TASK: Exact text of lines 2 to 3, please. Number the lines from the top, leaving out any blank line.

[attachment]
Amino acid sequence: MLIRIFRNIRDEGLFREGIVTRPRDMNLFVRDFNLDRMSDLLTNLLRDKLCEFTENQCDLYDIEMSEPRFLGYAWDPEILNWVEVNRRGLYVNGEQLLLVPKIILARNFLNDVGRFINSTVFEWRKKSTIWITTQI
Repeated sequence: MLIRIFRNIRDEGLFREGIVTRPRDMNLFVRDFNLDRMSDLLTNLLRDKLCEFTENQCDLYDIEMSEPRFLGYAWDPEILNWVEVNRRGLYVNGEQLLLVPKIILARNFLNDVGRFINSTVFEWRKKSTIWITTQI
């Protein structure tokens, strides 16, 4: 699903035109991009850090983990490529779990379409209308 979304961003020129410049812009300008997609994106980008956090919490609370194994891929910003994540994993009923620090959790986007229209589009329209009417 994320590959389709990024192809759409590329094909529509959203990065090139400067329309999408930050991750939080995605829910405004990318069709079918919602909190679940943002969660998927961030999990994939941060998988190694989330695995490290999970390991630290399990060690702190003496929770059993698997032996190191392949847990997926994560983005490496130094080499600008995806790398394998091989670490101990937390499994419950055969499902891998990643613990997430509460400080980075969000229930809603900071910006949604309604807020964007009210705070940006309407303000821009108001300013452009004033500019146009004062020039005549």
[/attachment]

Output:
Repeated sequence: MLIRIFRNIRDEGLFREGIVTRPRDMNLFVRDFNLDRMSDLLTNLLRDKLCEFTENQCDLYDIEMSEPRFLGYAWDPEILNWVEVNRRGLYVNGEQLLLVPKIILARNFLNDVGRFINSTVFEWRKKSTIWITTQI
């Protein structure tokens, strides 16, 4: 699903035109991009850090983990490529779990379409209308 979304961003020129410049812009300008997609994106980008956090919490609370194994891929910003994540994993009923620090959790986007229209589009329209009417 994320590959389709990024192809759409590329094909529509959203990065090139400067329309999408930050991750939080995605829910405004990318069709079918919602909190679940943002969660998927961030999990994939941060998988190694989330695995490290999970390991630290399990060690702190003496929770059993698997032996190191392949847990997926994560983005490496130094080499600008995806790398394998091989670490101990937390499994419950055969499902891998990643613990997430509460400080980075969000229930809603900071910006949604309604807020964007009210705070940006309407303000821009108001300013452009004033500019146009004062020039005549």